As your local fire and rescue authority we visit premises to check the fire risk assessment and fire prevention measures are appropriate. Our inspecting officers should help you understand the rules and comply with them.
They can also take action if they think your fire safety measures aren’t adequate. For example, they might issue an informal notice suggesting safety measures. They could also give you a formal fire safety notice which will tell you what is required to comply with the notice.
You could get an alterations notice if your premises has high safety risks or will have high safety risks if the use of the premises changes.
You could get an enforcement notice if we, as the fire and rescue authority, find a serious risk that’s not being managed. It will say what improvements are needed and by when.
These take effect immediately if we, as the fire and rescue authority, think the fire risk is so great that access to your premises needs to be prohibited or restricted.
In some cases, the inspecting officer may consider that it is also necessary to initiate a prosecution for failing to comply with fire safety law.
You may be able to arrange an informal review with us if you disagree with the decision to issue a fire safety notice. You can appeal to your local magistrates’ court within 21 days of receiving a notice.
In certain circumstances, you and us, as the fire and rescue authority, can ask the Communities' Secretary for help to resolve a dispute through a ‘determination’.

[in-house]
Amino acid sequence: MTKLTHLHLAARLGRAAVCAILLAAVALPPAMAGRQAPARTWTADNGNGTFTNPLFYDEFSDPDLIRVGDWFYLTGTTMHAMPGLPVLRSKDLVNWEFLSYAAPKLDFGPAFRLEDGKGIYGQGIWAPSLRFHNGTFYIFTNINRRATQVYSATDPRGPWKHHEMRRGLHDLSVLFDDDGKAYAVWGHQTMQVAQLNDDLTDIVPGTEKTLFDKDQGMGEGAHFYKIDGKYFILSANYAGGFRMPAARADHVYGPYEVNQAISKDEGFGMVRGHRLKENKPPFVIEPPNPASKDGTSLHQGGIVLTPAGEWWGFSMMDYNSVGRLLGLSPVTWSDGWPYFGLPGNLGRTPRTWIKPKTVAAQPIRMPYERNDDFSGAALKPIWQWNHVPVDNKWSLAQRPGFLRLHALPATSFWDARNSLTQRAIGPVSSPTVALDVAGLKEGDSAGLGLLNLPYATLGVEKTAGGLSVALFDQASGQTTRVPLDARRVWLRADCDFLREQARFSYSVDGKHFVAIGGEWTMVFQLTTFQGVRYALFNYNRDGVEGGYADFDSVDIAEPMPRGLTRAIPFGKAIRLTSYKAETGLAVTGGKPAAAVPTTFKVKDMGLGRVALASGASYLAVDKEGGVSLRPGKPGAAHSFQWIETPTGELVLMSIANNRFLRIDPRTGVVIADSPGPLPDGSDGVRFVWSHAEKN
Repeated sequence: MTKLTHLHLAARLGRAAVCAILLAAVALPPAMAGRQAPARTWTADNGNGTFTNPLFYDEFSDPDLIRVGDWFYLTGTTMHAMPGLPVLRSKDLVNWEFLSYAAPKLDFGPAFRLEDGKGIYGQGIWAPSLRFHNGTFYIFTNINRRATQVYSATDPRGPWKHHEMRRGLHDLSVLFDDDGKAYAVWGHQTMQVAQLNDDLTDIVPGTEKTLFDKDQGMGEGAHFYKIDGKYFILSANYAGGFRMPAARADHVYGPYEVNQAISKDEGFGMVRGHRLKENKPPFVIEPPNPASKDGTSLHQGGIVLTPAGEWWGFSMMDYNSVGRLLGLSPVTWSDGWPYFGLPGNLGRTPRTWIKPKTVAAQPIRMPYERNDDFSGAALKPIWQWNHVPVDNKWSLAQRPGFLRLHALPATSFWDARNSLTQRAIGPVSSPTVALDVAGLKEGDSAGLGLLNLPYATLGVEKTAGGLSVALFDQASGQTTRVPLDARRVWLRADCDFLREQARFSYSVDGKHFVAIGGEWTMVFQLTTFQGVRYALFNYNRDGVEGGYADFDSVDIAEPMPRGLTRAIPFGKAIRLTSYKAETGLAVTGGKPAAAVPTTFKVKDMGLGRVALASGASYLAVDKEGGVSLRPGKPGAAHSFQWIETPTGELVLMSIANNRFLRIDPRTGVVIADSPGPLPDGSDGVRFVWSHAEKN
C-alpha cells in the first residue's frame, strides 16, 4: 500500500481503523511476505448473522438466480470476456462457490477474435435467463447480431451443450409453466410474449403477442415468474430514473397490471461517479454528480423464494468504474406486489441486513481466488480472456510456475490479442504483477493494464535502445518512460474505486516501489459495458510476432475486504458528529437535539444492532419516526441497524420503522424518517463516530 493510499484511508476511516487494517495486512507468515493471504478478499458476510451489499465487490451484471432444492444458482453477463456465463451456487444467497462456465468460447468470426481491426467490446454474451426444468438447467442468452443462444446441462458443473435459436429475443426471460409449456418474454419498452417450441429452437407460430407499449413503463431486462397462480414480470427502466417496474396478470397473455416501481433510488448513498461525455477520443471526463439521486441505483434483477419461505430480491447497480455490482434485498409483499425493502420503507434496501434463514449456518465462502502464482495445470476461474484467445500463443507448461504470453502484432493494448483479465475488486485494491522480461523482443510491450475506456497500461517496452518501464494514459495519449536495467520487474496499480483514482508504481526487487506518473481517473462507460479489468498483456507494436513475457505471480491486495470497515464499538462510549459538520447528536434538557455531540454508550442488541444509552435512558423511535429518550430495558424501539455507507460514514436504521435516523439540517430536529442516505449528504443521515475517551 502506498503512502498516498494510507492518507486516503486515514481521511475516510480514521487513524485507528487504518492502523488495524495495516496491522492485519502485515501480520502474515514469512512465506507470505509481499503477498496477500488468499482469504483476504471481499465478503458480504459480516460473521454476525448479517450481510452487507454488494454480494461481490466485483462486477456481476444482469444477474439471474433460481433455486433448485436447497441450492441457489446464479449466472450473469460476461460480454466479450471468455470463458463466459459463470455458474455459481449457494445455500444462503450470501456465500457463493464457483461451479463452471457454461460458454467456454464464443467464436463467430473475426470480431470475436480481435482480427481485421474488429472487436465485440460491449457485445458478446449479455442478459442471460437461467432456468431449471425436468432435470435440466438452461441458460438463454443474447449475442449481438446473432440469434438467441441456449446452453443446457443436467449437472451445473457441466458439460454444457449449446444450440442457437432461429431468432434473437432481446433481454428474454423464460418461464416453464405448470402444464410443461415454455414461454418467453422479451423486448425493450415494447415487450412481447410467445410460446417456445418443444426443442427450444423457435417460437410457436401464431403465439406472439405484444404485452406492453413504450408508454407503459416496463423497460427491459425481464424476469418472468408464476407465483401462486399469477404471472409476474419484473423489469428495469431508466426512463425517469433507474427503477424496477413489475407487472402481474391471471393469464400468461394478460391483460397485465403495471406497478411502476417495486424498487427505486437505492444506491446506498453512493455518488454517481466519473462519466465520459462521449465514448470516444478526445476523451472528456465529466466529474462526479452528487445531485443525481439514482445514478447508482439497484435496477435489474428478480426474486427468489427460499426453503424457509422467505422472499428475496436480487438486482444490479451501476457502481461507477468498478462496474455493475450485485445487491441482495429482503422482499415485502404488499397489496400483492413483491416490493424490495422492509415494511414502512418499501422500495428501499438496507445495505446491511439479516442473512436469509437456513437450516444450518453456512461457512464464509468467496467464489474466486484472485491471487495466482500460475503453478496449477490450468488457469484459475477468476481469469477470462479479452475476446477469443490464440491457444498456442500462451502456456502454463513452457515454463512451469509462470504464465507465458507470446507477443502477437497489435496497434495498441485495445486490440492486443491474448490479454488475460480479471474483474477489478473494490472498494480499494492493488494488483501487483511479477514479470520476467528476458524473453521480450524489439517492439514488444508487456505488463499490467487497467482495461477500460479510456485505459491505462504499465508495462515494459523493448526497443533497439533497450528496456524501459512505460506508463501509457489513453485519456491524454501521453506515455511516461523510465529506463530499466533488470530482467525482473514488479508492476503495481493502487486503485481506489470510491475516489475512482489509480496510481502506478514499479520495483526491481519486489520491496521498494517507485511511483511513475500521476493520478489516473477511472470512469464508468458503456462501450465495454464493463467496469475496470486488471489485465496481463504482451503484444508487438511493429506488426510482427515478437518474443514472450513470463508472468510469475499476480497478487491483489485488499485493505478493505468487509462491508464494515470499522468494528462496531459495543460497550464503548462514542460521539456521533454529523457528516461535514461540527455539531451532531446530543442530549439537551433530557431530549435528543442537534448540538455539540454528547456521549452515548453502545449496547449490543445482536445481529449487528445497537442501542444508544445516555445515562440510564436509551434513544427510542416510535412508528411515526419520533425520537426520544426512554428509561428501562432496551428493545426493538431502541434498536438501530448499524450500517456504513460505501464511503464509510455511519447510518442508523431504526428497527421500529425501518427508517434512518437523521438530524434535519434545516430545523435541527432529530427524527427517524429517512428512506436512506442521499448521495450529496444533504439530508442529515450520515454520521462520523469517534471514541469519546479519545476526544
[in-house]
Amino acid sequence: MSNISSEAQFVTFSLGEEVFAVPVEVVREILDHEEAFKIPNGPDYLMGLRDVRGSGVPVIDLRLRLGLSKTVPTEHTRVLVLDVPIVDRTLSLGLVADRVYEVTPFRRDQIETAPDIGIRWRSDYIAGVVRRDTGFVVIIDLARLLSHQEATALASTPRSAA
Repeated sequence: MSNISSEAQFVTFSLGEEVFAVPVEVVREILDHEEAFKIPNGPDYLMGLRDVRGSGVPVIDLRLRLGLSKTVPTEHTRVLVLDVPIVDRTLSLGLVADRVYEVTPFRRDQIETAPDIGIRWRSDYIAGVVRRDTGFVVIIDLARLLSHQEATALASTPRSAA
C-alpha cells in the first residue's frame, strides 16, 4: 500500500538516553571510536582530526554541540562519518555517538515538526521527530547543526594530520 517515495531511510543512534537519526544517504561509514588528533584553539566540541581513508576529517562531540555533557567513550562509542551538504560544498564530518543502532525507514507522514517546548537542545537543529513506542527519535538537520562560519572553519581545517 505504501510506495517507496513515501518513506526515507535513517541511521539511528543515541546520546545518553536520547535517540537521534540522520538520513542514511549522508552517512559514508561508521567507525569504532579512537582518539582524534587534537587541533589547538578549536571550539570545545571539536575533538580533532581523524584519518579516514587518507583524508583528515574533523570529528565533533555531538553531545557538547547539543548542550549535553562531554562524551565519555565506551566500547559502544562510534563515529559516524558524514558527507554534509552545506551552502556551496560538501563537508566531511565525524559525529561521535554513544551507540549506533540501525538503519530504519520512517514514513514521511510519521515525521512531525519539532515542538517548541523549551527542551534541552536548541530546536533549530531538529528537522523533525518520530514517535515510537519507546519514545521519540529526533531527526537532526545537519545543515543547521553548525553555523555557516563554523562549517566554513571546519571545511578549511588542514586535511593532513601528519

You could be fined or go to prison if you don’t follow fire safety regulations.
Penalties for non-compliance can have unlimited fines and up to two years in prison.
The details of any enforcement action we have taken, in line with our statutory responsibilities, will be displayed on the National Enforcement Registers.
The Fire Safety Act 2021 clarifies that the Regulatory Reform (Fire Safety) Order 2005 covers the external walls of multi-occupied residential buildings, which means enforcement notices may include requirements that the Responsible Person (RP) must undertake works to remove unacceptable safety risks from flammable cladding within a specified period.
For residential buildings of 11 metres in height and above, the Building Safety Act 2022 (the BSA) further enables fire and rescue authorities, local authorities and leaseholders to seek orders from the First-Tier Tribunal to compel those responsible to remediate historical fire safety defects within a specified period (a remediation order) and to prohibit them from passing on the costs of remediation works to residents (a remediation contribution order).
Further guidance can be found at Guidance on the use of remediation orders (GOV.UK).